[…] Any consideration of Pakistan’s parlous financial situation must involve China; Islamabad owes nearly a quarter of its foreign debt to Beijing. But no Pakistani leader has dared to question the country’s unequal relationship with its neighbor to the north, silencing any criticism of China. Pakistan is quick to upbraid its neighbor India for attacks against and the marginalization of India’s minority Muslim population, but it has refused to condemn China’s gross mistreatment of the Muslim Uyghur population. [Source]

At The Diplomat, Aquilah Latiff and Anushka Wijesinha explained how China might approach debt restructuring negotiations with Sri Lanka and similar countries in distress:

Chinese lenders like China Exim bank and China Development Bank typically treat restructuring or cancellation on a case-by-case basis. Despite being state owned and funded, they are profit-making institutions functioning under a geopolitical strategy of the Chinese government and the aegis of the People’s Bank of China (PBOC), which – as the largest shareholder of these banks – will ultimately face the largest losses from any debt restructuring. This means the resolution process is still subject to the scrutiny and control of PBOC.

[…] Observing how China approaches and deals with other countries in debt distress shows that Beijing prefers to negotiate bilaterally, offer bespoke debt relief terms, and has been ambivalent toward participating in multilateral debt discussions. Their case-by-case approach influenced by geostrategic or resource considerations, coupled with a clear aversion to write off or take haircuts on commercial loans, presents an added challenge. Any attempt by Sri Lanka to offer (or for China to request) highly preferential treatment would not only draw the ire of other bilateral and commercial creditors but entangle and delay the overall debt restructure pathway.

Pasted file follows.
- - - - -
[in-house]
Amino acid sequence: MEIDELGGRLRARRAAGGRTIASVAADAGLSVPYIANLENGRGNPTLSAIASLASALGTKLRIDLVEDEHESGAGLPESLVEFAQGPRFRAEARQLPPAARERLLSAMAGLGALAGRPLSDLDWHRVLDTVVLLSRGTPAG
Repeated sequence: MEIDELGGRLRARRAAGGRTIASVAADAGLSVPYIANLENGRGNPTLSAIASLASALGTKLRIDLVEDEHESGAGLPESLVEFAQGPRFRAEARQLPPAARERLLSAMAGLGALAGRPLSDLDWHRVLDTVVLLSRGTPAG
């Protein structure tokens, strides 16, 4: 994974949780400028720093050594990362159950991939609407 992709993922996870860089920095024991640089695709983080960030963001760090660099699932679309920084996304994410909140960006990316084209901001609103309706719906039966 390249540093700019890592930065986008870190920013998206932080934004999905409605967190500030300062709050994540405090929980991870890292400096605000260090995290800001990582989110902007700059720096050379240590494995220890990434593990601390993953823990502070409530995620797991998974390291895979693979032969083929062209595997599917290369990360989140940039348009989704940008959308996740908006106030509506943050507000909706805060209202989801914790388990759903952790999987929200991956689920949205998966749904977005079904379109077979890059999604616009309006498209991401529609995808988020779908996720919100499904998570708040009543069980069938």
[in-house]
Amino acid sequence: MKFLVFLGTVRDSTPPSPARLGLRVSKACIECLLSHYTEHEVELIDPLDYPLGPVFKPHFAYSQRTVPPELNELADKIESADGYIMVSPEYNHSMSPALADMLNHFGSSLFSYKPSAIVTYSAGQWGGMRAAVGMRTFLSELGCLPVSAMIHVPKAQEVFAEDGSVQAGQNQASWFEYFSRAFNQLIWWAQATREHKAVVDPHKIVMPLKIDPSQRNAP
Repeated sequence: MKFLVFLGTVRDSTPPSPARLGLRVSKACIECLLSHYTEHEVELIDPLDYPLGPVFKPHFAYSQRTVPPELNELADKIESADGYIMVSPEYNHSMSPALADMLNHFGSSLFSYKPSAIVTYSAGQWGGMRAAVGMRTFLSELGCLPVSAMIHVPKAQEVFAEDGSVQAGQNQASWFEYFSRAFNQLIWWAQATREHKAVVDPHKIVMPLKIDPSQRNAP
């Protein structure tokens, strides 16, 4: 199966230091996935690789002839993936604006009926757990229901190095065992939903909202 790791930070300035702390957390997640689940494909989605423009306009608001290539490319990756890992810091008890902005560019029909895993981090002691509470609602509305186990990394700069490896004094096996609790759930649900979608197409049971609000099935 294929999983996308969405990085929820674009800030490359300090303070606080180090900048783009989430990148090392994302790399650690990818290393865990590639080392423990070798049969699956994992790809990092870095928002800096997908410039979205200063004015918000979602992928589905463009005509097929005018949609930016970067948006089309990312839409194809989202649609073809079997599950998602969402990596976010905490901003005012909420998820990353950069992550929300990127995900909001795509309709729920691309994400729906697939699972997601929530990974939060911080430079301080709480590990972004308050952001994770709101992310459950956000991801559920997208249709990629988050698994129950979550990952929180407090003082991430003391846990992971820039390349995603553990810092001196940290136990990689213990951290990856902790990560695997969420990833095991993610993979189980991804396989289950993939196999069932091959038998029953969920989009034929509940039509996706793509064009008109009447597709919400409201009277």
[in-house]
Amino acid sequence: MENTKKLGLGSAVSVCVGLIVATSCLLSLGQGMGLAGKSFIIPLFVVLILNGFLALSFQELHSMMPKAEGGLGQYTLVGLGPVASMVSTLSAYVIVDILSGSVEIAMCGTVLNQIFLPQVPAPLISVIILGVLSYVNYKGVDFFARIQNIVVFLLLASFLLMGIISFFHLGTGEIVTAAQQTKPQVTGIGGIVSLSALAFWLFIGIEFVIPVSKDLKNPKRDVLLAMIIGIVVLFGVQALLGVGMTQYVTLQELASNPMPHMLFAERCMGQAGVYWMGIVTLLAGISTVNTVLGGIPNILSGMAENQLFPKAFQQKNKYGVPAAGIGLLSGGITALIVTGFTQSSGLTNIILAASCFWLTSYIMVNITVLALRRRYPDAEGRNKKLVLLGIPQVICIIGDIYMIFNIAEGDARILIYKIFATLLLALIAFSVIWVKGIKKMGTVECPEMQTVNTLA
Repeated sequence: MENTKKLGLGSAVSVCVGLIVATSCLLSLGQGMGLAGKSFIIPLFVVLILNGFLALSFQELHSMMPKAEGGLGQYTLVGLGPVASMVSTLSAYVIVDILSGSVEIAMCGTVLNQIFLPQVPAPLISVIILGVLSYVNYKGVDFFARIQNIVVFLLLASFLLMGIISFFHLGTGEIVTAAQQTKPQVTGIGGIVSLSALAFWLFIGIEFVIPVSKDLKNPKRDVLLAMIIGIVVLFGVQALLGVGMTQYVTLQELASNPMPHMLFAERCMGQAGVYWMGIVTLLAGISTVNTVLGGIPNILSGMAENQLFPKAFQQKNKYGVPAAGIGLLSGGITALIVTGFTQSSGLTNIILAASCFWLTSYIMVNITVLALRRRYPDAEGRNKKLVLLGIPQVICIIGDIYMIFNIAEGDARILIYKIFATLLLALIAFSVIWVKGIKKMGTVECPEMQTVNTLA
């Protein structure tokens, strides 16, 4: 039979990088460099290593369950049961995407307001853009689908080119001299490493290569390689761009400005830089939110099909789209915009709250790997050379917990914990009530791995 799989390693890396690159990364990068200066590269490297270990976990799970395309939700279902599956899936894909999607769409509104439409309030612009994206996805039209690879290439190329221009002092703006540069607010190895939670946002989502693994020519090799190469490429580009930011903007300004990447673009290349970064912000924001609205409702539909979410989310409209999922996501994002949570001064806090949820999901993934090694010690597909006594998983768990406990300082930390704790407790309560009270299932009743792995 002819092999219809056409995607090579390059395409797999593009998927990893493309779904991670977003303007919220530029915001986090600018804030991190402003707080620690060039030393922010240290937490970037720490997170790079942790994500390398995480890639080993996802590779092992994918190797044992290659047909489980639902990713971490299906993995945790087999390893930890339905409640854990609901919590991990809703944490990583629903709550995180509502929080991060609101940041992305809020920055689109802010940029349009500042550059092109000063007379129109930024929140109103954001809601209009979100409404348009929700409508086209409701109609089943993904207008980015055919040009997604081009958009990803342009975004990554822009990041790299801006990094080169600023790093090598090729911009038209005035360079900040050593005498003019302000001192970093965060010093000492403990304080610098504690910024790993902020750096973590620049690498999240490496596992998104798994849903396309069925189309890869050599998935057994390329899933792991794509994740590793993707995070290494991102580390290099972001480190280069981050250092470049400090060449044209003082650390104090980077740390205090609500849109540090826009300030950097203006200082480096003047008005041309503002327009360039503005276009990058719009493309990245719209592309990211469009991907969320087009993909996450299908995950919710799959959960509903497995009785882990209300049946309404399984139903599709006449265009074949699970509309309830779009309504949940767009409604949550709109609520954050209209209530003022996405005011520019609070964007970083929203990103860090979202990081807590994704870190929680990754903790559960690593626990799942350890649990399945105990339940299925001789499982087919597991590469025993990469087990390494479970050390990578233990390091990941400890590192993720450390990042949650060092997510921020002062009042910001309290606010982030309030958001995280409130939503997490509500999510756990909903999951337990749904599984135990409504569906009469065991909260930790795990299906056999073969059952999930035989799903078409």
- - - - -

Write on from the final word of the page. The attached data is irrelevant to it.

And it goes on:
[…] Undoubtedly, the way in which China approaches Sri Lanka’s case will not only set the tone for China-Lanka relations in the decades ahead, but will also have major bearings on China-borrower relations in many other developing countries around the world. [Source]

Part of China’s overseas debt problem arose from its tolerance for investing in riskier projects when other international lenders remained reluctant to write big checks. The tendency for BRI projects to omit or conceal environmental impact assessments has added to the risk, compounded by protests from local environmental and human rights groups that disrupt harmful projects once they have begun. At the heart of these issues is an infamous lack of transparency. Jorgelina Do Rosario from Reuters reported on the opacity of loans extended by Chinese state-controlled agencies and policy banks

A working paper of the National Bureau of Economic Research in the United States found half of the 5,000 loans and grants extended to 152 countries from 1949 to 2017 have not been reported to the IMF or the World Bank, despite China being a member of both multilaterals.

“Opacity is a recurrent problem with some of these Chinese loans,” said Matthew Mingey, senior analyst with Rhodium Group, adding China had stricter confidentiality clauses on its commercial loans.